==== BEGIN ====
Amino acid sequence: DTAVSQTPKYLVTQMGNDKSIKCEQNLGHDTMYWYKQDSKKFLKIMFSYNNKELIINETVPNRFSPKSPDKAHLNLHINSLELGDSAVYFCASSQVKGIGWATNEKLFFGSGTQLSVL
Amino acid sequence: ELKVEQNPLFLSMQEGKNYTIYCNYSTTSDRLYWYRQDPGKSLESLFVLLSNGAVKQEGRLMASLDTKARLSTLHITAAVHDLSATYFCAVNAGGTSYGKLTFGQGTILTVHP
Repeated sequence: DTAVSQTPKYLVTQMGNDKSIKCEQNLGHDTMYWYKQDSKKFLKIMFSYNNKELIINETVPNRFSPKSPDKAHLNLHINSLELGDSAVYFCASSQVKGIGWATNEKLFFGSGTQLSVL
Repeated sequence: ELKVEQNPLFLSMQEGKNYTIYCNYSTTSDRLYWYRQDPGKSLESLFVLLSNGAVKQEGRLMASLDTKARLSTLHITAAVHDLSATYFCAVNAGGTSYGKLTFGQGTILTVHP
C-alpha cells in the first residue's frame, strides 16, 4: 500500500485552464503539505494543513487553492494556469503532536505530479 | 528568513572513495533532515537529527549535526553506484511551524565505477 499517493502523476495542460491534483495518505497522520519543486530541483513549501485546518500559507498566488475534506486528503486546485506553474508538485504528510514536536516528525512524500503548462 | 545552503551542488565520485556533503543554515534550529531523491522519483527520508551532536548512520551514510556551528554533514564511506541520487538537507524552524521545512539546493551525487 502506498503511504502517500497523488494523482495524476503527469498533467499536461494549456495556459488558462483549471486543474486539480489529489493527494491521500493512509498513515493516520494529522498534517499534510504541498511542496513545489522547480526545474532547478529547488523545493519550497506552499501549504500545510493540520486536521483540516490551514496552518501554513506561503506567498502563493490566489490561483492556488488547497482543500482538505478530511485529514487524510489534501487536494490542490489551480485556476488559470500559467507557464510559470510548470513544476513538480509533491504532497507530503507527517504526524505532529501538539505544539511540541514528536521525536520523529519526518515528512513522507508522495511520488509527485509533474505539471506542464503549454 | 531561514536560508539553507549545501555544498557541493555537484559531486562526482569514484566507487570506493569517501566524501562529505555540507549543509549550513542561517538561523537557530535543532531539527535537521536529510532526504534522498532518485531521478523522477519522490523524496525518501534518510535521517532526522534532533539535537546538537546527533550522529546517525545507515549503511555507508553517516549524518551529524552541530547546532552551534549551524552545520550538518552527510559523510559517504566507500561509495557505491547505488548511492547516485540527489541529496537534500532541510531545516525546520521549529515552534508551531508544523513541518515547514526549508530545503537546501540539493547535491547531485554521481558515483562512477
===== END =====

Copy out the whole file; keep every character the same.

Amino acid sequence: DTAVSQTPKYLVTQMGNDKSIKCEQNLGHDTMYWYKQDSKKFLKIMFSYNNKELIINETVPNRFSPKSPDKAHLNLHINSLELGDSAVYFCASSQVKGIGWATNEKLFFGSGTQLSVL
Amino acid sequence: ELKVEQNPLFLSMQEGKNYTIYCNYSTTSDRLYWYRQDPGKSLESLFVLLSNGAVKQEGRLMASLDTKARLSTLHITAAVHDLSATYFCAVNAGGTSYGKLTFGQGTILTVHP
Repeated sequence: DTAVSQTPKYLVTQMGNDKSIKCEQNLGHDTMYWYKQDSKKFLKIMFSYNNKELIINETVPNRFSPKSPDKAHLNLHINSLELGDSAVYFCASSQVKGIGWATNEKLFFGSGTQLSVL
Repeated sequence: ELKVEQNPLFLSMQEGKNYTIYCNYSTTSDRLYWYRQDPGKSLESLFVLLSNGAVKQEGRLMASLDTKARLSTLHITAAVHDLSATYFCAVNAGGTSYGKLTFGQGTILTVHP
C-alpha cells in the first residue's frame, strides 16, 4: 500500500485552464503539505494543513487553492494556469503532536505530479 | 528568513572513495533532515537529527549535526553506484511551524565505477 499517493502523476495542460491534483495518505497522520519543486530541483513549501485546518500559507498566488475534506486528503486546485506553474508538485504528510514536536516528525512524500503548462 | 545552503551542488565520485556533503543554515534550529531523491522519483527520508551532536548512520551514510556551528554533514564511506541520487538537507524552524521545512539546493551525487 502506498503511504502517500497523488494523482495524476503527469498533467499536461494549456495556459488558462483549471486543474486539480489529489493527494491521500493512509498513515493516520494529522498534517499534510504541498511542496513545489522547480526545474532547478529547488523545493519550497506552499501549504500545510493540520486536521483540516490551514496552518501554513506561503506567498502563493490566489490561483492556488488547497482543500482538505478530511485529514487524510489534501487536494490542490489551480485556476488559470500559467507557464510559470510548470513544476513538480509533491504532497507530503507527517504526524505532529501538539505544539511540541514528536521525536520523529519526518515528512513522507508522495511520488509527485509533474505539471506542464503549454 | 531561514536560508539553507549545501555544498557541493555537484559531486562526482569514484566507487570506493569517501566524501562529505555540507549543509549550513542561517538561523537557530535543532531539527535537521536529510532526504534522498532518485531521478523522477519522490523524496525518501534518510535521517532526522534532533539535537546538537546527533550522529546517525545507515549503511555507508553517516549524518551529524552541530547546532552551534549551524552545520550538518552527510559523510559517504566507500561509495557505491547505488548511492547516485540527489541529496537534500532541510531545516525546520521549529515552534508551531508544523513541518515547514526549508530545503537546501540539493547535491547531485554521481558515483562512477